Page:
Fishing waste: a potential new source of biodegradable plastic

By: Dana Sackett, PhD

The prestigious James Dyson Award is given to a university student each year for an invention that helps solve a widespread problem.  Lucy Hughes, the 2019 winner of this award, may have outdone herself by potentially solving not one but two global issues with her innovative design.  She proposed using the waste from fish processing (such as fish skin and scales) to produce biodegradable plastic.

Lucy Hughes holds a piece of a biodegradable plastic made from fishing waste. Dyson Source

Before we delve any further into how she invented such a novel product, let’s discuss the global problems her product could help fix.  First, the discarding of fish carcasses, skin, and scales after fish are harvested and processed has been recognized as an important source of waste and pollution. To help with this issue, fish byproducts have been used to create fishmeal (a product used to add nutrition to domestic animal feed), fish oil, and organic fertilizers. Despite these uses, more than half of the material from harvested fish are still discarded, creating between 30 and 60 million tons of waste a year.

A fish processing plant. Source

The other problem Hughes’s invention may be able to help with is plastic. Plastic is a topic we have covered here at The Fisheries Blog before (see here, here and here).  In an effort to be brief, I will sum-up some of the major environmental problems that come from our global overuse of plastic. After serving relatively brief uses, most plastics end-up in landfills and aquatic ecosystems, often taking centuries to degrade. This has led to plastic clogging our ecosystems and all to frequent media images of dead birds with guts full of plastic, sea turtles eating plastic bags or being impaled by plastic straws, and waves and ocean gyres full of plastic. Some unseen problems that arise from plastic trash include the contaminants that make-up plastic and the ones that often glom-on to bits of plastic trash in the environment; giving a double-whammy of toxic exposure to any individual that is unlucky enough to mistake plastic in the environment for food. 

News articles on plastic trash in the ocean. A surfer surrounded by trash in Indonesia (left; source), a dead albatross found on Midway Atoll with a stomach full of plastic (center; picture by Chris Jordan; source), a sea turtle eating plastic debris (right; source).

So how did Hughes come-up with the idea that fish waste could be used to make plastic? Well, she noticed when visiting a fish processing plant near her university how pliable fish skin and scales were.  She set off from there to figure out what type of binding agent would hold the natural materials together. After testing numerous different possibilities, she found red algae, a natural ingredient commonly used in agar (the jelly-like substance in the bottom of petri dishes) and some food items, seemed to work best.  Her discovery resulted in a flexible, translucent, plastic-like sheeting that could biodegrade in four to six weeks.  Because creating this material only took a small amount of heat, making the plastic-like sheeting also took very little energy. Even more impressive, the waste from a single Atlantic cod has been equated to making approximately 1400 biodegradable plastic-like bags.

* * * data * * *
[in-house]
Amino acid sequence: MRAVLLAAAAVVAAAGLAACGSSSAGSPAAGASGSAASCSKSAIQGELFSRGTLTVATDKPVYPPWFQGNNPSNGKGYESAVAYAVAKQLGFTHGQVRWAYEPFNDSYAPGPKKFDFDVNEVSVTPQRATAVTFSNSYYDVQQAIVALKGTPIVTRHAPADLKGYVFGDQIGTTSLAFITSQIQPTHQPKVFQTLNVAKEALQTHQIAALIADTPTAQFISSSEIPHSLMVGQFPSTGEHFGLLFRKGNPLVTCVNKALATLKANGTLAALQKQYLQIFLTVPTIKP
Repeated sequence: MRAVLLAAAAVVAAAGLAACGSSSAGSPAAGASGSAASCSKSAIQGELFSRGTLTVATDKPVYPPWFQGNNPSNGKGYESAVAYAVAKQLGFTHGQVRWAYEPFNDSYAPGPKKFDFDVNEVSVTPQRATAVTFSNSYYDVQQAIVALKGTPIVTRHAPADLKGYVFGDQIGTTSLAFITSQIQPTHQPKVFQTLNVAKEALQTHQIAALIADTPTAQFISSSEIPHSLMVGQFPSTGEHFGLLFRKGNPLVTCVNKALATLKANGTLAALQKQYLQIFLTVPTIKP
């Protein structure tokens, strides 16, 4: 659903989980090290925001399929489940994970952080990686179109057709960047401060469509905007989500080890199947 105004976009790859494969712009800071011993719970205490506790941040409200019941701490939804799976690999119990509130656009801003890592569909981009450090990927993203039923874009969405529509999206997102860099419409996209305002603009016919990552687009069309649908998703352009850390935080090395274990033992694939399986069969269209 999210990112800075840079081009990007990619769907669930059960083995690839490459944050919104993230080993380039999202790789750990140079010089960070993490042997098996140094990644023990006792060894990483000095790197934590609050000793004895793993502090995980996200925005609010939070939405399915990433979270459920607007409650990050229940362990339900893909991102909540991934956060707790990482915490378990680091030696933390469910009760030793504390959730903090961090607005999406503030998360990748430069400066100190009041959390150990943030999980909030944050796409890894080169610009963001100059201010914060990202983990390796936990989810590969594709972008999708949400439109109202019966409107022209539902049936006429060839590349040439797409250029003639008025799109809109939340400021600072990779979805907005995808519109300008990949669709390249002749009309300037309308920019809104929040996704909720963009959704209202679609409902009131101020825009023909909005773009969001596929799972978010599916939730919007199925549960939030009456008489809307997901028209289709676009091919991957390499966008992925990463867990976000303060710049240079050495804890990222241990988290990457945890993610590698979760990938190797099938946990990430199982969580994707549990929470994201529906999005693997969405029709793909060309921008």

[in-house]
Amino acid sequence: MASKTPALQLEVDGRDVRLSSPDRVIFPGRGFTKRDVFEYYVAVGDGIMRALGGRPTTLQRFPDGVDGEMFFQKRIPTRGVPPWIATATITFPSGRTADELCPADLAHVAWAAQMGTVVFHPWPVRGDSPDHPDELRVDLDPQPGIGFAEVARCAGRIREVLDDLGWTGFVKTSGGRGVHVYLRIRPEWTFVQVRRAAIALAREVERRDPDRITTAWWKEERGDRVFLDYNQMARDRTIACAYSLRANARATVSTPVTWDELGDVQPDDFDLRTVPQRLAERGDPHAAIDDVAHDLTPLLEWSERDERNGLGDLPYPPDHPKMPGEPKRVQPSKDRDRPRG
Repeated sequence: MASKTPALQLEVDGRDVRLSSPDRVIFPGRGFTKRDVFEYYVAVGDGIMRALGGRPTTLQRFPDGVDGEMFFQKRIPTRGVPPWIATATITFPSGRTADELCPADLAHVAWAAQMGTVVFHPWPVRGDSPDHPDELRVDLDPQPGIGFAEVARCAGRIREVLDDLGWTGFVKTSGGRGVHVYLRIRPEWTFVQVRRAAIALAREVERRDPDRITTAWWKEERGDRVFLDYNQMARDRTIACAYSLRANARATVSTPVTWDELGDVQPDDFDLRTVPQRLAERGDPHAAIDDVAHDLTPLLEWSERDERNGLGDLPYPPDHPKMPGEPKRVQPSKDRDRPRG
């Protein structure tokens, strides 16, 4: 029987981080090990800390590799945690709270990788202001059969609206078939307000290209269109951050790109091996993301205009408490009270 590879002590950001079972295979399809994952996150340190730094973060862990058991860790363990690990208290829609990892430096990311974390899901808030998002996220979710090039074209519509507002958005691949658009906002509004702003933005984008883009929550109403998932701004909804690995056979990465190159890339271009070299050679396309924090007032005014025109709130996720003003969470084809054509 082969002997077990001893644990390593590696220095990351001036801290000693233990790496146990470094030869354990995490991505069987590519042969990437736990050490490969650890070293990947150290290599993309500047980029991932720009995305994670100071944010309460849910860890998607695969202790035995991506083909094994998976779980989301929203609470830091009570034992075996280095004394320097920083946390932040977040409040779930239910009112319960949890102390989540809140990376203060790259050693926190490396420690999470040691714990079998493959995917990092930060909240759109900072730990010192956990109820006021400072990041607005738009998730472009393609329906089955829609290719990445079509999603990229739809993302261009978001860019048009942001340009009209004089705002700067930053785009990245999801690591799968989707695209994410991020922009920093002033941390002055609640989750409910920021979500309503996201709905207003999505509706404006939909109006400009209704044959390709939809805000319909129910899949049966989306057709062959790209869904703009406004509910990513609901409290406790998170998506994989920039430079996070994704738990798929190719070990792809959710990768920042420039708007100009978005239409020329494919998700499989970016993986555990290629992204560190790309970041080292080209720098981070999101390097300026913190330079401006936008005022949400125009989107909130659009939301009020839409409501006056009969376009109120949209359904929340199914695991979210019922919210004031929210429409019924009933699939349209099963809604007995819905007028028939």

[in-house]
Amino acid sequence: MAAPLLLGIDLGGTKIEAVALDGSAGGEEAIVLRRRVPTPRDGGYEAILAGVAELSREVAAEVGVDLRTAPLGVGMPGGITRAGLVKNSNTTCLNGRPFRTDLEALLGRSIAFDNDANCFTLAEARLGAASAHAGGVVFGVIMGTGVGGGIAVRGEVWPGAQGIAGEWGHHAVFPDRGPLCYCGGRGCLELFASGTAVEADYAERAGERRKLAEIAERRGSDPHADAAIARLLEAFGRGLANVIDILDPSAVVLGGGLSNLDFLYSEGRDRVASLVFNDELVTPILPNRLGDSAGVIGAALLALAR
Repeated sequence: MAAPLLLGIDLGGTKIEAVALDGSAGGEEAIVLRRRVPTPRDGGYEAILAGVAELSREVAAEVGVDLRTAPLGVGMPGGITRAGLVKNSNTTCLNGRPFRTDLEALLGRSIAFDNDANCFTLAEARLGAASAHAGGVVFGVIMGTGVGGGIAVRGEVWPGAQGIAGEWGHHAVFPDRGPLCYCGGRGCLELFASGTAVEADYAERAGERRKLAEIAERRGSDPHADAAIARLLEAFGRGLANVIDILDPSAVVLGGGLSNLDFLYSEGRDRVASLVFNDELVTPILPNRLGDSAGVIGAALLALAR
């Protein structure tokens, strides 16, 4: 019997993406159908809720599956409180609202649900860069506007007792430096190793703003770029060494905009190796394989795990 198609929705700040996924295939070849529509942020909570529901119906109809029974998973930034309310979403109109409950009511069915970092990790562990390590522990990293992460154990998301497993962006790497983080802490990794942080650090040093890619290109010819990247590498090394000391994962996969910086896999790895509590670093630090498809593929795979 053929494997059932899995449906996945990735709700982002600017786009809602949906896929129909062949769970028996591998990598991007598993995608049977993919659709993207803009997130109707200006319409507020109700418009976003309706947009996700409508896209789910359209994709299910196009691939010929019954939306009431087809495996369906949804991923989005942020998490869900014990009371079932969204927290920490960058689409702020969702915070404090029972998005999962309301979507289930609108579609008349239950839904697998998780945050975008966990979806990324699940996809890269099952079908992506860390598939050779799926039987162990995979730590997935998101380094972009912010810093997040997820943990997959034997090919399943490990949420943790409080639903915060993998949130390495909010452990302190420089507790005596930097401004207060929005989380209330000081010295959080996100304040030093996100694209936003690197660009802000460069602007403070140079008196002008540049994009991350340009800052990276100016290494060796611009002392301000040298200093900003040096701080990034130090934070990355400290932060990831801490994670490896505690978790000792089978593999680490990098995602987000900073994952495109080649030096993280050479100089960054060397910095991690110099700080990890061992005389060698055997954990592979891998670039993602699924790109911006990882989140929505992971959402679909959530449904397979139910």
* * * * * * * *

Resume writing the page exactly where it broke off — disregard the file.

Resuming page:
Nature/Rochman, Browne et al. 2013

Hughes’s product has the potential to help with at least two global issues: using fish waste that would otherwise be thrown away, replacing plastic with a biodegradable alternative that is easy to produce, and doing so using little energy.  I am thankful that Lucy Hughes was given the opportunity to develop her ideas and hope that more of the bright minds out there are given the same opportunity to thrive so they can share their problem-solving ideas with the world.

References and other useful information

Archer M, Watson R, Denton JW. 2001. Fish Waste Production in the United Kingdom – The Quantities Produced and Opportunities for Better Utilisation. Seafish Report No. SR537. Sea Fish Industry Authority.

Arvanitoyanni IS, Kassaveti A. 2008. Fish industry waste: treatments, environmental impacts, current and potential uses. International Journal of Food Science and Technology 2008, 43, 726–745.

Choy CA, Drazen JC. 2013. Plastic for dinner? Observations of frequent debris ingestion by pelagic predatory fishes from the central North Pacific. MEPS 485:155-163.

Cozar A, Echevarria F, Gonzalez-Gordillo JI, Irigoien X, Ubeda B, Hernandez-Leon S, Palma AT, Navarro S, Garcia-de-Lomas J, Ruiz A, Fernandez-de-Puelles ML, Duarte CM. 2014. Plastic debris in the open ocean. 111:10239-10244. 

http://www.pnas.org/content/111/28/10239.full

Rochman, C., et al. 2013. Ingested plastic transfers hazardous chemicals to fish and induces hepatic stress. Scientific Reports 3: 3263

Rochman, C., Browne, A. et al. 2013. Comment: Classify plastic waste as hazardous. Nature 494: 169-171

https://www.fao.org/state-of-fisheries-aquaculture

https://www.bbc.com/news/newsbeat-50419047

https://www.globalcitizen.org/en/content/world-wastes-50-million-tons-of-fish-each-year/

https://www.theguardian.com/environment/2018/jul/09/one-in-three-fish-caught-never-makes-it-to-the-plate-un-report

https://www.fao.org/flw-in-fish-value-chains/value-chain/processing-storage/processing-plants/regulatory-environment/en/

https://www.fao.org/flw-in-fish-value-chains/resources/resources/Preventing-Waste-in-the-Fish-Processing-Supply-Chain

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